Recently Long-Tail Pro changed from using Moz metrics to Majestic metrics. There was a bit of fuss among various marketing groups about how KC had changed.
Some keywords were now KC 40 instead of 30, and others were reversed. People were wondering if their golden nugget keywords were suddenly not so golden. Was KC 40 the new 30? Or did the new metrics show more insight? Were the SERPS less easy after all?
Several days later, LTP released a statement saying that some of the KC calculations were now off, but they would be getting them adjusted.
Personally, while all this was going on, I really didn't care too much about the change, and felt that many people were missing the point.
Don't get me wrong, LTP is a fantastic keyword tool, and I agree that Majestic is a better crawler than Moz; I do tend to use Trust Flow more than DA/PA as a sign of a site's authority. I think it was good to switch to Majestic.
However, I also know that competitive metrics are impossibly difficult to get right, and that KC scores (regardless of the tool used) should only be used as a starting point.
Never choose a keyword or niche based on KC alone. Just don't do it.
I constantly see people posting questions in Facebook groups along these lines:
“I've found a niche where 5 keywords only have KC 30 or lower, but the search volume is only 500. Should I go for this?”
Or worse, I see a screenshot of a LongTailPro research list with keywords blanked out and a bunch of KC scores revealed, and I'm asked if this is a good niche.
The problem with this, is that it's fundamentally impossible to advise on a niche based on KC scores and search volume alone.
Without being able to see the keywords, analyze the sites on page 1, and weigh up things such as buyer intent, keyword type, and commission level, it's just not possible to determine whether a niche might be good to enter.
Even then, it's only an educated guess.
Why Manual Will Always Be Better
Keyword Tools have come a long way in the last few years, and Long Tail Pro has always stood out to me as a tool that understands the fundamentals of keyword research. If you followed Spencer and Perrin through the second niche site project, you'll have learned exactly how to analyze SERPS for their competitiveness.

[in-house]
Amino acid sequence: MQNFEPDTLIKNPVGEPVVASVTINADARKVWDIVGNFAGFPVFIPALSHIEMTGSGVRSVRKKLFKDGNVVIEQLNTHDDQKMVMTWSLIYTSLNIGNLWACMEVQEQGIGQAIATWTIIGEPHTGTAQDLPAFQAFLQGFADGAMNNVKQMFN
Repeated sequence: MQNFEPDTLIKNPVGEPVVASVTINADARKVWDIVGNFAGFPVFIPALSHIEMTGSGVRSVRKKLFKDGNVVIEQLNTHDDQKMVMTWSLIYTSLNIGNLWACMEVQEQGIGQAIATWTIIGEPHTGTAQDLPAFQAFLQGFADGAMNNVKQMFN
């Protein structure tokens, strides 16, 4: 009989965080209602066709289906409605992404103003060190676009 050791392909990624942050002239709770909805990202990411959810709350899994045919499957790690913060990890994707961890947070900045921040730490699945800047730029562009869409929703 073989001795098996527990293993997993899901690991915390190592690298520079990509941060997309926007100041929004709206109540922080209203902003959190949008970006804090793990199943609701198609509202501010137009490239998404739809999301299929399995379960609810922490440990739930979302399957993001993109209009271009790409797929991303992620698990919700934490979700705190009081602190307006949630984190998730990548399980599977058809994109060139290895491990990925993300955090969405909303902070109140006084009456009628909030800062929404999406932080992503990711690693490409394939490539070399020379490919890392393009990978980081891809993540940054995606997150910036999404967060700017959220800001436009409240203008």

KC is a tool that helps you narrow down this search, make no mistake about it. By using KC as a filter, you can save yourself a few hours worth of research…but it really doesn't stop there.
The same is true for SECockpit, the keyword tool we use for our own niche research (it's cloud based, which is essential for how we work).
SECockpit also has a keyword difficulty metric, but we never pick a keyword without looking at page 1, and here's why.
Despite keyword difficulty being based on the metrics of the sites on page 1, it's still not going to be 100% accurate. I've seen SERPS with a low KC score that I know will be hard to rank for, and I've ranked sites without building a single link for keywords that have a high KC score.
Equally, if you've done as many searches using LTP and other tools as I have, you'll have seen many a situation where KC tells one picture, but the analysis you do yourself by looking at page 1 tells you a different picture.
I can't list every example here, but to help you understand, let's talk about some things you need to consider aside from KC.
Occasionally, a customer will ask us why we have recommended a keyword that appears to have a high competition, and the answer is that we analyzed the SERP and determined that it was still rankable, despite the high score. This is precisely why we manually check every keyword in our sites and keyword packs.
Types of site in the SERPS
Sometimes you might find keywords where the sites on page 1 aren't very optimized, and have low metric scores. Despite this, you can't necessarily outrank them. A good example of this is when the search is for an e-Commerce term, such as “Product type”. You might see a KC score as low as 15, a bunch of unoptimized or low DA/PA sites, and think you've got your gold nugget keyword.
However, if you're trying to rank an affiliate site in there, you'll find that more often than not, Google just isn't going to put you there.
The same is true when you've got a bunch of sites that are ranking on their DA alone. For example, the keyword “Best safety razors” doesn't look that high KC-wise, but the sites on page 1 are all strong authority sites that are going to prove tricky to overhaul (believe me, I tried!).
This works in your favour as well though. I've seen some keywords with pretty high KC scores where forums are ranking, and I know that I can rank among them. In cases like this, I actually tend to ignore KC.
The point I'm making here is that KC might be giving you some green lights when it comes to competition, but you really need to analyze the SERPS themselves and learn how to really gauge competition manually.
Get Educated and Get Practicing
To learn more about how to do this, I suggest you start out with some of the posts Spencer and Perrin made on this subject.
Visit the overview page for Niche Site Project 2, and check out the first 4-5 “Core” posts.
Even though this project is a couple of years old now, the fundamentals haven't changed when it comes to analyzing SERPS.